A need to bring technology to underserved communities sparked a new initiative among United Methodist Communications, United Methodist volunteers and a nonprofit organization with the power to make the connections.
Inveneo, a nonprofit social enterprise with the expertise and mission to connect rural and underserved communities with information and technology, led a training event Sept. 11-13 for United Methodists across the United States who have projects coming up in Haiti to build computer community centers.
"The United Methodist Church has a connection at the grassroots level that is nearly unparalleled by other types of organizations. When you take that connection and put it together with the kind of experience that Inveneo has, a global knowledge base develops," said the Rev. Larry Hollon, chief executive of United Methodist Communications. "The possibilities are remarkable."
Immediately after the earthquake in Haiti in 2010, Inveneo received an urgent call to reestablish Internet connectivity to many of the largest humanitarian agencies responding to the disaster. Inveneo was able to reestablish connectivity for 18 non-governmental organizations responsible for basic needs such as food, water, sanitation, health, shelter, security, workforce development and education services.
Both Inveneo and The United Methodist Church have strong ties to Haiti and are working on getting the country connected and self-sufficient. United Methodist mission teams go to the area weekly.
One long-time volunteer, Pam Carter, was in the Methodist Guest House when the earthquake hit. Carter, the wife of Bishop Ken Carter, Florida Annual (regional) Conference, was at the meeting convened by United Methodist Communications.
"Computer centers in Haiti could be a tremendous thing," said Carter. "We underestimate people's awareness of things outside their countries. People in Haiti know about computers, and they know they don't have them."
Sybille Fleischmann, director of education solutions at Inveneo, said a partnership with the denomination would be ideal.
The United Methodist Church already has the resources - trust of the community, people with expertise and knowledge of the needs - to set up computer centers in the country that could bring education to schools and job skills to adults, she said.
"You already know what the schools look like, what kinds of assets they have, how many rooms - those are huge benefits," she said.
Building a future
Among the first group of training participants was Clif Guy from Church of the Resurrection in Leawood, Kan., which has been working in Haiti since immediately after the earthquake. "What's really important to us is not to do just one thing, but to think about sustainable economic development - to do things that could make a big impact over the course of decades, and not just relief of acute earthquake situation," said Guy.
Warren McGuffin, another participant and director of the Thomás Food Project of the California-Nevada Annual Conference, said his goal is to create a self-sustainable path for his friends in Haiti.
"We have a stake in the ground, a small, seven-room school in Haiti," he said. The conference has plans to build computer centers in four more schools in the near future, and, in the long-term, they want to build 100 computer centers.
McGuffin said he went to Haiti to learn about disaster preparedness for his conference and his church, San Ramon Valley United Methodist Church. The team went to the village of Thomás and saw children eating mud pies.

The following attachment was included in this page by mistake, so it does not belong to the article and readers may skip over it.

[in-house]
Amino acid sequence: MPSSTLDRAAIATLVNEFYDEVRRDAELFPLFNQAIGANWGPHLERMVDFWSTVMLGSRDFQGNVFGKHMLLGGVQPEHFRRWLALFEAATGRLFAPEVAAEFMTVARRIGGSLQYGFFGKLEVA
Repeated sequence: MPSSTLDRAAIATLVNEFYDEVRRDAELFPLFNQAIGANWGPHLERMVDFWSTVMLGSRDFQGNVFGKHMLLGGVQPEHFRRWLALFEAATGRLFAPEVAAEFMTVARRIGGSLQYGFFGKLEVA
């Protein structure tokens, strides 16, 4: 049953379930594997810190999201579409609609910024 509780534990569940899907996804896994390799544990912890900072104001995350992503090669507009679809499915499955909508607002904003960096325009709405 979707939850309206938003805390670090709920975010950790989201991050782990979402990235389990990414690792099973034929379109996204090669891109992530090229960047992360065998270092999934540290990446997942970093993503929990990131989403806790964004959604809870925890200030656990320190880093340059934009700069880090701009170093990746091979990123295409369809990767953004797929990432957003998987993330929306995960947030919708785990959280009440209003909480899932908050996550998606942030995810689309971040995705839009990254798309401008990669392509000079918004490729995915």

"It tore us apart," he said. "I decided to feed them, and on the way home, I realized those kids were not going to have anything to eat the next day. I started raising money to feed those kids, and I have done that every day since. I decided I couldn't do that the rest of my life because when I died, no one else would raise that money."
The conference is working to build a sustainable program for feeding children based on the use of microenterprises. Computer centers would benefit not just the schools but also the entire communities and generate income to cover the operating costs, McGuffin said.
Steve Elliott, team leader for California-Nevada's Haiti Initiative, said the training was critical for the team because it helped them to start thinking through the issues they will face. "The things that are new ideas for me are the technology choices. The choices are a little more extensive and require more analysis than I expected," said Elliott. "It's not like you can just plug into a network and it's all sitting there ready for you."
One focus of the training was teaching participants how to design computer centers that will work in an emerging economic area. Built into this plan is local ownership and sustainability.
Tailoring the services to the needs of the community is key, Carter said.
"People don't want you to pay for their children's lunch fee; they want to pay for their own child's lunch fee," she said. "Any way you can help them have dignity and purpose and a sense of self-sufficiency is win-win-win."
Carter said a commitment to mission starts with compassion and wanting to do something to make a difference. Staying connected makes you want to do things that are more transformative.
"It is not a bad thing to contribute to a hot lunch program; it is a wonderful thing to feed a child. But it is also a wonderful thing to give a mother a microcredit loan and she is able to grow her business and eventually buy her own child's lunch. Both things are good."
*Gilbert is a multimedia reporter for the young adult content team at United Methodist Communications, Nashville, Tenn.
News media contact: Kathy L. Gilbert, Nashville, Tenn., (615) 742-5470 or email@example.com.